With the convergence of demand and account-based marketing (ABM) accelerating and the two disciplines becoming increasingly indistinguishable, many ABM practitioners are wondering whether there will still be a home for “classic” one-to-one ABM.

Despite years of success with one-to-one ABM as a practitioner and guiding clients to similar results, I will confess to frequently advising clients to apply caution when considering one-to-one ABM, particularly where new logos are concerned. Here are some questions to ask yourself to make sure you’re going into a one-to-one ABM program with your eyes open:

  1. How are sales aligned against priority accounts? If sellers are managing a portfolio of accounts, even as few as five accounts per seller, you need to consider what will happen if a big deal lands in one of their other accounts that did not make it into the ABM program. In all likelihood, the ABM effort will grind to a halt as the seller’s focus is diverted to the non-ABM account. As a general rule of thumb, I tend to look for accounts worth at least $2 million in annual revenues to your company (and ideally more), since it is at this level of critical mass that a seller might be sufficiently dedicated to an account. A good rule of thumb here is not to have marketing spending more time on the account than the seller, and given that a full time ABMer can typically cover around five accounts in a one-to-one motion, you would want the sales/account coverage ratio to be lower.
  2. Are these new logo accounts? My analyst spidey-sense starts to tingle when I hear people asking if they should include new logos in a one-to-one ABM motion. Part of this connects to the point above. Generally speaking, sellers who are skilled in pursuing new logos will have a portfolio of accounts they are going after, and their attention will be on whichever account shows the most immediate promise (meaning their focus drops from the account selected for ABM support). But also, in my experience, new accounts are often nominated for ABM because there is a big deal immediately in sight and sales wants marketing to help accelerate it towards closure. In which case, marketing might be better placed to support with a deal-based focus rather than an account-based focus (see report; client access only). If going down this route, ensure that you check the expected close date of the deal and are confident marketing can be in-market in time to influence the outcome (see report; client access only).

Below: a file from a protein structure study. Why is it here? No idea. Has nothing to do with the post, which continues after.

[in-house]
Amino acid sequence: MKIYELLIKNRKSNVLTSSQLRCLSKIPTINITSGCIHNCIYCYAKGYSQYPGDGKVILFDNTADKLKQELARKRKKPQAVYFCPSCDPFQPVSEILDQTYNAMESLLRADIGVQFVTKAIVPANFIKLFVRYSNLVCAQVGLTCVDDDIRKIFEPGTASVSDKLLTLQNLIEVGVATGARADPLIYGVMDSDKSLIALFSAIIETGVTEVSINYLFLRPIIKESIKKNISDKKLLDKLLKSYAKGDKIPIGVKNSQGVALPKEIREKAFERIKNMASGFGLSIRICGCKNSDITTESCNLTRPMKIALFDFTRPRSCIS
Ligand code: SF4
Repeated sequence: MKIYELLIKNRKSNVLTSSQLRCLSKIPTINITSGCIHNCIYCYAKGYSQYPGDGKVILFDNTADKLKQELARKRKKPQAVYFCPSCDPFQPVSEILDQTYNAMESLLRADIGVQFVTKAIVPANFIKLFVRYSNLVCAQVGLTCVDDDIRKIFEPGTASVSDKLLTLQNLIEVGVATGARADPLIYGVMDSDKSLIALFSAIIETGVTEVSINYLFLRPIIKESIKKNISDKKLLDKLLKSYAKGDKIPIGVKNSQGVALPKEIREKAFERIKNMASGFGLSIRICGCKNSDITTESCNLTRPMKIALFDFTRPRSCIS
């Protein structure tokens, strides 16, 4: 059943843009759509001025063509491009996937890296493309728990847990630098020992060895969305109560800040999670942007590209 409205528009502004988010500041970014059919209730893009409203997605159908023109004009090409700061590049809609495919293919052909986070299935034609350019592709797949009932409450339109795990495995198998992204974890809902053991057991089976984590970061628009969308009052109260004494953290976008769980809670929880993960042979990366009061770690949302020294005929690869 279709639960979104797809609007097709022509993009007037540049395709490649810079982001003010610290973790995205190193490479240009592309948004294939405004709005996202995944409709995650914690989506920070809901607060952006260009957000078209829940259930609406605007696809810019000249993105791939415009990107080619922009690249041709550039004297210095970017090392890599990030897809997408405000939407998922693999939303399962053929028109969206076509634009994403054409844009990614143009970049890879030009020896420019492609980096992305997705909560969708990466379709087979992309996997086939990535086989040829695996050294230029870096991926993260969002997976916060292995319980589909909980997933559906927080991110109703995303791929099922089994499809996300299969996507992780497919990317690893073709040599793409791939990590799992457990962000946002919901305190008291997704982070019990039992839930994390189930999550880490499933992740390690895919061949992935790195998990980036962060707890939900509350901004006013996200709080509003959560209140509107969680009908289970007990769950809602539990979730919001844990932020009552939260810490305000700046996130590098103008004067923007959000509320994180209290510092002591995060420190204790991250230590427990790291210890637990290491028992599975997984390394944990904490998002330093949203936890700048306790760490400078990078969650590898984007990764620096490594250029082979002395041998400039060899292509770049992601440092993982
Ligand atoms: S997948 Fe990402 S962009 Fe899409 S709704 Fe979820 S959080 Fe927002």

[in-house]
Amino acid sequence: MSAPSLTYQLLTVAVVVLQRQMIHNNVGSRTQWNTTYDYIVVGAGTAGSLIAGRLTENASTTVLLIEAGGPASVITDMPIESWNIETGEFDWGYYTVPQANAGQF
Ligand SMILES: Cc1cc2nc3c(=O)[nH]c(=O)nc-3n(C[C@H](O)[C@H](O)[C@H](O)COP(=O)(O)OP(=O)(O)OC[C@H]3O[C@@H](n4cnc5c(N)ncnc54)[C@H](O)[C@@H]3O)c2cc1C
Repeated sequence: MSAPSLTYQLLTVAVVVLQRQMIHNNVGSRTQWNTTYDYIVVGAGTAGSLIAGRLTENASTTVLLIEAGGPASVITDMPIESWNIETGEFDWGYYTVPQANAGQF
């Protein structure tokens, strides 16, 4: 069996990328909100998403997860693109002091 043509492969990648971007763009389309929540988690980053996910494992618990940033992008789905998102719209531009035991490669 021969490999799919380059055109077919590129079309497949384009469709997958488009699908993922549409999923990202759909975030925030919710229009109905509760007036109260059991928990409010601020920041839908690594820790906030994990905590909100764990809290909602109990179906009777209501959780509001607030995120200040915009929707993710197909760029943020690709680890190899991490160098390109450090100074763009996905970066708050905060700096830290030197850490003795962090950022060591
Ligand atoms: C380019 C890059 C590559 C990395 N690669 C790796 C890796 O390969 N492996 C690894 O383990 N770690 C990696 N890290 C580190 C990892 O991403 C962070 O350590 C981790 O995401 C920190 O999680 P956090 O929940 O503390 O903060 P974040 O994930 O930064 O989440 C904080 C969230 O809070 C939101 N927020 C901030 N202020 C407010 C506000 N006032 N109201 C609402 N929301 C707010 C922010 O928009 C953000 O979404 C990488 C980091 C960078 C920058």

3. Have you done a really good job of communicating to sales? If sellers are asked to nominate accounts for an ABM initiative without full appreciation of what’s involved (and especially the timescales), misalignment can occur. This is because they will typically nominate whichever accounts show the most opportunity for them in the next one or two quarters, not realizing that ABM is a longer-term initiative. This particularly manifests when accounts are nominated on the basis of a near-term opportunity as noted above. Marketing needs sales attention at a time when they need to prioritize the deal, and by the time ABM tactics are live and in market, the opportunity may have passed. Avoid this by reinforcing the long-term nature of ABM in all communications with sales and — when accounts are nominated with short-term objectives — check when the opportunity is expected to sign. If the answer is in one to two months, ask if marketing can really change hearts and minds in that timeframe (or are they in reality more likely being used to help tidy up graphics and presentations?).
  4. What does the desired future state look like for ABM? Sometimes I see companies starting out with one-to-one ABM as novices because they believe it to be the ideal form of ABM, even though in their desired future state, they would want to target a hundred or more accounts. This is fine if you’re a $10 billion+ behemoth that can eventually sustain a team of over 20 ABMers, but not if you’re a smaller company. We always encourage people to start with a pilot (and call it a pilot), but the pilot should be vaguely representative of the desired future state — otherwise it is not a fair pilot. The lesson here is to check any biases about what form of ABM is “best” versus what is best for your company, and then pilot as you mean to continue. Don’t let the absence of technology influence your decision as many vendors offer pilot-friendly packaging, and agencies will often maintain a stack that you can effectively lease if you’re prevented from rolling out a platform.
  5. Is there a learning objective behind the decision? The one exception to the above rule about not piloting one-to-one ABM if that’s not the intended future state is when there is a learning objective. Taking a really deep dive into a few accounts and making the effort to gather deep insights and develop highly relevant content can help you derive valuable learnings that you can apply to other accounts that enter the program, especially if they are sufficiently similar such that insights and content can be easily customized and reused. If there is a learning objective behind the decision, ensure that this is captured, such that if the pilot does not produce quick financial results but learning objectives are met, it is still considered to be a success.

This is not to pour cold water on one-to-one ABM — it’s where I began my career in ABM, and I continue to advocate for it, providing it makes sense for your company and you’ve asked yourself these important questions. For more information, Forrester clients can reach out to our team and schedule a guidance session or inquiry.